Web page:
If you are fortunate enough to be invited to eat in the home of a Kazakh, be sure to bring a gift of sweets or, if you know your host drinks alcohol, a bottle of vodka. Being invited to a local's home, especially in rural areas, is more common in Kazakhstan than it is in many countries. Once you arrive for dinner at a local's house, remove your shoes and leave them at the door, then your host will show you a seat at a short table, called a dastarkhan. Before the food is served you may be offered a glass of vodka and appetizers; if your host drinks, your presence is considered an event of hospitality and before eating you will likely be offered a glass of vodka and a toast, an offer you should accept.

After you're seated the foods offered and the dining etiquette are fairly relaxed. Some meals begin with appetizers, while others go straight into the main course. Once the main course comes out, generally this consists of meat when a guest is present; the host will serve everyone based on their importance. Be warned, as the guest of honor you may find a sheep head on your plate. You'll probably also be served kumys, which is mare's milk, especially if you visit in the summer months. One thing to remember if dining out with Kazakhs is that most Kazakhs don't eat pork since they are Muslim. If eating out be sure to avoid ordering any pork products; if dining at a local's home they won't serve pork if they don't eat it and few Kazakhs do, although it is available.

Once you have food in front of you, you may be expected to dine with either utensils (cutlery) or only with your hands; be sure to only use your right hand to eat. You'll also be served bread with your meal, which must be eaten in its entirety and placed directly on the table when not eating it; again use your right hand to eat your bread.

When the food is finished, you will most likely be served either kumys and/or tea. Be sure to join in on these drinks and socialize to close the meal. If dining out at a restaurant, check your bill to see if a "service charge" has been added. If not be sure to leave the server a tip of about 10%.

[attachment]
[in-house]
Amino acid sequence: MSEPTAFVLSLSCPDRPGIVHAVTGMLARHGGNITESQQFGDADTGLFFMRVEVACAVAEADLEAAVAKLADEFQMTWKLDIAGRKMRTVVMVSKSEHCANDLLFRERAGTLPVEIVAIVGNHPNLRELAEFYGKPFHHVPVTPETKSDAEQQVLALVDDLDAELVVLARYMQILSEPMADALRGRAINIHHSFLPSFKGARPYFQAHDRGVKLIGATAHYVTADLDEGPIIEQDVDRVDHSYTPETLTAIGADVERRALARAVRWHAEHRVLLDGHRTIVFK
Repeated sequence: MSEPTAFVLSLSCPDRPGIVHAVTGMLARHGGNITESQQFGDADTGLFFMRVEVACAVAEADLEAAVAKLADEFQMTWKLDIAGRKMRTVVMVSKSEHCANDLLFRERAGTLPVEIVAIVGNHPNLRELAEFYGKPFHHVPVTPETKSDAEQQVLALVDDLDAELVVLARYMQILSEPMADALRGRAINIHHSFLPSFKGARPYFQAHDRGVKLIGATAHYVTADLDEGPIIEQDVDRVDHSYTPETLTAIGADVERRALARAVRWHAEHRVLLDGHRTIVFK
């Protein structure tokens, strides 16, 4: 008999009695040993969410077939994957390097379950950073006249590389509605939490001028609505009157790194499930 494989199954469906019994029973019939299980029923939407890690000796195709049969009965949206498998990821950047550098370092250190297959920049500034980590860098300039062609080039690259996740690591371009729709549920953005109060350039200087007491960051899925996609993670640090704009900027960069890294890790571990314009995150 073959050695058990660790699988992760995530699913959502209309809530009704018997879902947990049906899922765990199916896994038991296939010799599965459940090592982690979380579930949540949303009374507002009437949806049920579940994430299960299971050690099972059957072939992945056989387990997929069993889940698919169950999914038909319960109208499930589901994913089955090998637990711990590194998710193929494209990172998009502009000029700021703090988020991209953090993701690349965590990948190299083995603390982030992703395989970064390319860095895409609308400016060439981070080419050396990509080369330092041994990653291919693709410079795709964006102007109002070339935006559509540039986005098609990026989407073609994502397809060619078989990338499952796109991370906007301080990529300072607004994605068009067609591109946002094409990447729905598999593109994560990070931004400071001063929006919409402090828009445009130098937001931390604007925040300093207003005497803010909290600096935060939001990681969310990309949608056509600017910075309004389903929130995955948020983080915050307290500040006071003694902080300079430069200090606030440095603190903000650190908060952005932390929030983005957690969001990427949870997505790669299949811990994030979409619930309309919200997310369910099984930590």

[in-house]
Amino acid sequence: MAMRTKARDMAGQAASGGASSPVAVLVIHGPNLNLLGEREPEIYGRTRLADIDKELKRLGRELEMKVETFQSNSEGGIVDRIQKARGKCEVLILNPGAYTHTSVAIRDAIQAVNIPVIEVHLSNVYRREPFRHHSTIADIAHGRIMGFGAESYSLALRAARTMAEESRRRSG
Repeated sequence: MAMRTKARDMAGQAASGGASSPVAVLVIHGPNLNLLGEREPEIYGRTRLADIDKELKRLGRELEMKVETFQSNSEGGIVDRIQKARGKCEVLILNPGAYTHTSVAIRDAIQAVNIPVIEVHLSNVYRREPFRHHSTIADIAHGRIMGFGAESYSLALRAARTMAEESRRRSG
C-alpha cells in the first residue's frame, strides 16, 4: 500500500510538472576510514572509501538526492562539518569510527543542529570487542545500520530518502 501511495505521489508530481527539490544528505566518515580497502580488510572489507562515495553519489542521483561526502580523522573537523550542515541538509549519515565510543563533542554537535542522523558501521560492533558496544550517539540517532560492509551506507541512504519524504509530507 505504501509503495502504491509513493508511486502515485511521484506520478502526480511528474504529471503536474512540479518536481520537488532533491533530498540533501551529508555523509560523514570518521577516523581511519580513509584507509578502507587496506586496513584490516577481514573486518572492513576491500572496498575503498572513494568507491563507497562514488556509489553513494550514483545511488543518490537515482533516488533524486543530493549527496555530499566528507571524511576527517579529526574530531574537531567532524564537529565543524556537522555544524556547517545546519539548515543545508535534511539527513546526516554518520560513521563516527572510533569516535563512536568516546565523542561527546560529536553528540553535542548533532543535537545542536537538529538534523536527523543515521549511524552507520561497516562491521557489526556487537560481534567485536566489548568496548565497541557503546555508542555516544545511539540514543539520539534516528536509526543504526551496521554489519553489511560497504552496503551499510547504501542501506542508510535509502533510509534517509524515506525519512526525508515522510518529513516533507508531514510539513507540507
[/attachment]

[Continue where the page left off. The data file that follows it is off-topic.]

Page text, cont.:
Celebrations & Events

When it comes to celebrations in Kazakhstan, the largest festival is most certainly nauryz, which is a New Year festival that is celebrated each year on the spring equinox. This event celebrates new life as the historically nomadic people have survived the long winter. During this event the people generally join together to celebrate by eating a number of traditional dishes including lamb or horse and bread among other foods.

Drinks

When it comes to drinks in Kazakhstan it begins and ends with dairy products, including milk from camels, cattle, and sheep, although it is the mare's milk that is the most traditional and generally only available during the summer; this is called kumys, but be careful as sometimes this is fermented and alcoholic. Tea is a common non-alcoholic beverage and has taken over as more popular, but less cultural than milk. Other commonly available beverages include juices, soft drinks, and coffee although none are as popular as tea.

Alcohol is popular in Kazakhstan, despite the fact that the people are primarily Muslim, a religion that outlaws alcohol, however due to the people's long history under Soviet rule there is little taboo with drinking alcohol today. Even for locals who don't drink they rarely take offense when others drink. Although all alcoholic drinks are available in Kazakhstan, only beer is truly popular with vodka a distant second. Kumys can also be fermented and hence be a more traditional alcoholic beverage, but like the non-alcoholic version, kumys is less popular than beer is today. If seeking out other drinks like wine or other hard liquors you will be able to find them, although you may be the only person ordering them.

The tap water is generally not safe to drink in Kazakhstan, but in some of the larger cities it might be safe. The most cautious course of action is to entirely avoid the tap water and items that could be made from or with the water, such as ice, fruits, and salads. If you do decide to drink the local tap water first check with your local hotel or guesthouse to learn the cleanliness of the water in that area. If the water is safe, remember that many people may have trouble adjusting to the local tap water as it will most certainly be different from what your system is used to if you are not from the region.

This page was last updated: March, 2013